Excerpt from At the Chinese Table by Carolyn Phillips, plus links to reviews, author biography & more

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At the Chinese Table

A Memoir with Recipes

by Carolyn Phillips

At the Chinese Table by Carolyn Phillips X
At the Chinese Table by Carolyn Phillips
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    Jun 2021, 304 pages


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One day I ask a teacher why these waiters are so terrifyingly sullen, and I am told that, like most of the retired conscripts who live on the island, Old Zhang's Sichuanese waiters were once foot soldiers in Chiang Kai-​shek's Nationalist Army. They had fought against either their Communist adversaries in the country's civil war or the Japanese invaders, or sometimes both. And although World War II eventually came to an end, China's civil war never really did, because instead of surrendering to Mao Zedong, Chiang and his troops decamped in 1949 to Taiwan, where they founded a separate government shored up with military backing from the United States. America's virulently anticommunist stance at the time encouraged Chiang to think that he could one day retake the Mainland, so this standoff has continued to simmer away on the back burner ever since.

But the human cost has been enormous, for family members and friends are completely cut off from one another by these implacable enemies on both sides of the Taiwan Strait. Even letters between parents and children or husbands and wives are forbidden. The hardest hit by this seem to be low-​ranking military retirees, since they arrived in Taiwan alone along with their fellow conscripts and now often have to settle for jobs that barely allow them to eke by, that ensure they will never be able to support new households of their own. Thus, many of them are angrily resigned to working the rest of their solitary lives in shops where the food is familiar and the people sound like home, at places like Old Zhang's.

Typhoons scourge the island as fall takes over the calendar, as good an excuse as any to squirrel myself away in this little restaurant. At times like these, the rain pounds on the fiberglass awnings so loudly that conversation is impossible. But even if a stranger happens to sit at my table, we diligently ignore each other in order to enjoy our exquisitely spicy meals in perfect solitude. We don't even share a teapot or a word of greeting—​we understand that as long as we seek refuge in this dry fortress, the other person sitting a foot away does not really exist.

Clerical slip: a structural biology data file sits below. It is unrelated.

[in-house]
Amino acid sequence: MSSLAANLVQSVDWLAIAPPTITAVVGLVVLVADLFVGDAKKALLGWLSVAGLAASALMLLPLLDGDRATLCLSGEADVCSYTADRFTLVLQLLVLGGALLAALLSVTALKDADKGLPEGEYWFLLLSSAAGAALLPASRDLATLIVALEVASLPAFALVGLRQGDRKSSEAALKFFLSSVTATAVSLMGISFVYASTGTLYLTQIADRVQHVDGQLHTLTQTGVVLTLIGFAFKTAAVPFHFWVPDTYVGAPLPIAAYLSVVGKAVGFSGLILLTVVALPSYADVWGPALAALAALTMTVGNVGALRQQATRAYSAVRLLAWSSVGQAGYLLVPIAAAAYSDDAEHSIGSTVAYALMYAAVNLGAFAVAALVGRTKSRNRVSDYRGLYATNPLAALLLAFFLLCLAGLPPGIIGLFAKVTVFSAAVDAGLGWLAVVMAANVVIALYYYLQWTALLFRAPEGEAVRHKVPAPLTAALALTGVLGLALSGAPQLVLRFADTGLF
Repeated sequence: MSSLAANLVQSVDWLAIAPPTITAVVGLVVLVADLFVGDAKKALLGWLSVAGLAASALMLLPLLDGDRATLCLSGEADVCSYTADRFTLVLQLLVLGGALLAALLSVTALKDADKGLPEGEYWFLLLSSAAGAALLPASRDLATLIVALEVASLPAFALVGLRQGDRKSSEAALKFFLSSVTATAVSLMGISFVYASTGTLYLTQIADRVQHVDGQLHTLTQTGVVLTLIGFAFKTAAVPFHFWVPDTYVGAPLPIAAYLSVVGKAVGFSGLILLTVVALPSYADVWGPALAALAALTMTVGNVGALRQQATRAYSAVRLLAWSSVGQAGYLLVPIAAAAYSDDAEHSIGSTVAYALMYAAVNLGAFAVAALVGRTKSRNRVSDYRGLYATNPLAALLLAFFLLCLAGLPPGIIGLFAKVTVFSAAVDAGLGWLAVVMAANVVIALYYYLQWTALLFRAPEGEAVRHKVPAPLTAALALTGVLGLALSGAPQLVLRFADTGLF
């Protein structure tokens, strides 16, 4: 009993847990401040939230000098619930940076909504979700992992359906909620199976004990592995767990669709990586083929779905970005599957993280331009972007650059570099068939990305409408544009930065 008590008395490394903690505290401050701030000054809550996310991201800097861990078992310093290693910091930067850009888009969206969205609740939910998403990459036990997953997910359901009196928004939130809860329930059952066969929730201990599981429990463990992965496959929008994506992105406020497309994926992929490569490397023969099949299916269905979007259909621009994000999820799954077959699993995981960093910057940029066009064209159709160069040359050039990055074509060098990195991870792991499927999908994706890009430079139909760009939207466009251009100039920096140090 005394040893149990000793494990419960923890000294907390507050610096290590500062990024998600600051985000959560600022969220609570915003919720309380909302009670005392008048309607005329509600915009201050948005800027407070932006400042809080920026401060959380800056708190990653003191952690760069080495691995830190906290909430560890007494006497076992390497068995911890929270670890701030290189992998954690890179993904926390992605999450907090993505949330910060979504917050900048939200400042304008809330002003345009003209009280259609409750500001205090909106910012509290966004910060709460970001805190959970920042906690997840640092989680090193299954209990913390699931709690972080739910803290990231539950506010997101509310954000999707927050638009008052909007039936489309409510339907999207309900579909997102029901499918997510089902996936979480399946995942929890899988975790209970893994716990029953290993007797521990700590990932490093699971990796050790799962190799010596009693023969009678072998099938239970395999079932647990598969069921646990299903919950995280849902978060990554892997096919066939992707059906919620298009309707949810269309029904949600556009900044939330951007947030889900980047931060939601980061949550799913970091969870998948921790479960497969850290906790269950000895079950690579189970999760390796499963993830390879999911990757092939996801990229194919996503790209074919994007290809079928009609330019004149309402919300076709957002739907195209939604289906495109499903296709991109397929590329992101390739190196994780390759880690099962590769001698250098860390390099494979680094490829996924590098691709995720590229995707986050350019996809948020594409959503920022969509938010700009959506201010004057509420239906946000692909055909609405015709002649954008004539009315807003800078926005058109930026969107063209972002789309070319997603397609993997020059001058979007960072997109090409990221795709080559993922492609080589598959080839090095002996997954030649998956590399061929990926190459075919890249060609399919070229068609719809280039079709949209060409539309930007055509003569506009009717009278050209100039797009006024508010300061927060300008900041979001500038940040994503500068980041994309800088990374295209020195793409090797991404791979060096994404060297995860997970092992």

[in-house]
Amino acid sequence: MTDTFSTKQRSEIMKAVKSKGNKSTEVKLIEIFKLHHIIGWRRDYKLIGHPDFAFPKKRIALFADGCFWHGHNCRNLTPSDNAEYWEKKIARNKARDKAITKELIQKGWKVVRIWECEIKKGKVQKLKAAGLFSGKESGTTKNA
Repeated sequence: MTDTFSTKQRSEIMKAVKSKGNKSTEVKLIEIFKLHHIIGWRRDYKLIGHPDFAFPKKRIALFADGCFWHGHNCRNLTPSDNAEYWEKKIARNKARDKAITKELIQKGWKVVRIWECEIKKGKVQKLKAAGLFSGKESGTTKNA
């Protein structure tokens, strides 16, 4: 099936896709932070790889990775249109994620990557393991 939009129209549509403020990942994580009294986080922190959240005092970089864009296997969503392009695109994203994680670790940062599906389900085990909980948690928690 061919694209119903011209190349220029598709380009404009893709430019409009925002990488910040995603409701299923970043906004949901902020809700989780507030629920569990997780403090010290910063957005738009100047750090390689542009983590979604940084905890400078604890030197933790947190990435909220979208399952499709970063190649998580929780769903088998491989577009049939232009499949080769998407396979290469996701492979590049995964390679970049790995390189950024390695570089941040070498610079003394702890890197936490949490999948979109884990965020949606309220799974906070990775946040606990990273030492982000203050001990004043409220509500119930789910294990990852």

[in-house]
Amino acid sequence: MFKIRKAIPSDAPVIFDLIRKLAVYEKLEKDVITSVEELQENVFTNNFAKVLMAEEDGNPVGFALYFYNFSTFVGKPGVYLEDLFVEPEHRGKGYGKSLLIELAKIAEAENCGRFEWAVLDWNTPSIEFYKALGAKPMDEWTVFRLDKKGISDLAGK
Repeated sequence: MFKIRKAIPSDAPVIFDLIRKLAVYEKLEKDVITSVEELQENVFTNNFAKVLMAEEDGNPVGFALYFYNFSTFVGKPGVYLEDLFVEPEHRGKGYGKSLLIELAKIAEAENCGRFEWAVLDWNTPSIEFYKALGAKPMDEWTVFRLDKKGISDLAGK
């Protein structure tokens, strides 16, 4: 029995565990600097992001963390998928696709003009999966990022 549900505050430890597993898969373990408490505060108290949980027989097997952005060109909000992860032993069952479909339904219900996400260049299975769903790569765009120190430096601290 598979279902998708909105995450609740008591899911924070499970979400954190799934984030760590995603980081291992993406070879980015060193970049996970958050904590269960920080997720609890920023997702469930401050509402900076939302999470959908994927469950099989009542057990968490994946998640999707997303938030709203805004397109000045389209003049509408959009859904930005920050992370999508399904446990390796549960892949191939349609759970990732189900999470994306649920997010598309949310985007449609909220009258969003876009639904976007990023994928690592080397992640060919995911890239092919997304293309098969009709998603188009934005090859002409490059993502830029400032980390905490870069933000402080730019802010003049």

As soon as my bowl is slammed on the table, I pull it forward and admire the perfectly white strands of fresh hot noodles covering the sauce so completely that this little basin gives the impression of being unadorned and innocent. And yet it is anything but. I gently toss the noodles with the hidden sauce until they are coated in a rusty glaze of ground peanuts, sesame paste, minced pork, chopped green onions and garlic, finely diced pickles, fiery chile oil, a dusting of ground toasted Sichuan peppercorns, and sweetened soy sauce. The first bite slithers across my tongue and makes me sigh, whetting my appetite for more. Soon my hunger has dulled enough for me to direct my attention to a tiny steamer basket of pork ribs skating up near my elbow. Creamier pork ribs have never existed in the annals of history: Soaked in a spicy marinade and then coated with tiny globules of steamed rice, they float over equally buttery chunks of sweet potato that have sucked up their juices and seasonings and fat. I quickly learn to squish the pork and tawny potatoes against the roof of my mouth in order to make the flavors mingle and the aromatics shoot up the back of my nose and into my sinuses. I admit, it's not an especially pretty sight, which is one more reason for me to always dine alone here.

Part of the appeal of this food definitely lies in the chiles, but they are also backed up with even more flavorings clamoring for attention: the usual aromatic trio of fresh ginger and green onions and garlic interwoven with black cardamom, salty black beans, fermented fava beans in chile paste, and the Good & Plenty reverberations of star anise, fennel, and dried licorice root. The fire of the chiles is almost always offset by what I've come to think of as the ice of Sichuan peppercorns. These tiny, pink, leathery husks numb my lips and tongue. They're more about sensory reactions than flavors, more electric than spicy, more aromatic than tasty. But, as almost always happens in the flow between Chinese and English, lingual hiccups ruin any possibility for a smooth transition. Even something as simple as these two English words—​Sichuan and peppercorns—​gets both salient points wrong, because what we are talking about here isn't really a variety of pepper, but rather a relative of the prickly ash. Plus, according to the most ancient of China's materia medica, these plants originated somewhere farther north, around Shaanxi Province, not Sichuan. Such are the sins of inept translators.

Excerpted from At the Chinese Table: A Memoir With Recipes. Copyright (c) 2021 by Carolyn Phillips. Used with permission of the publisher, W. W. Norton & Company, Inc. All rights reserved.

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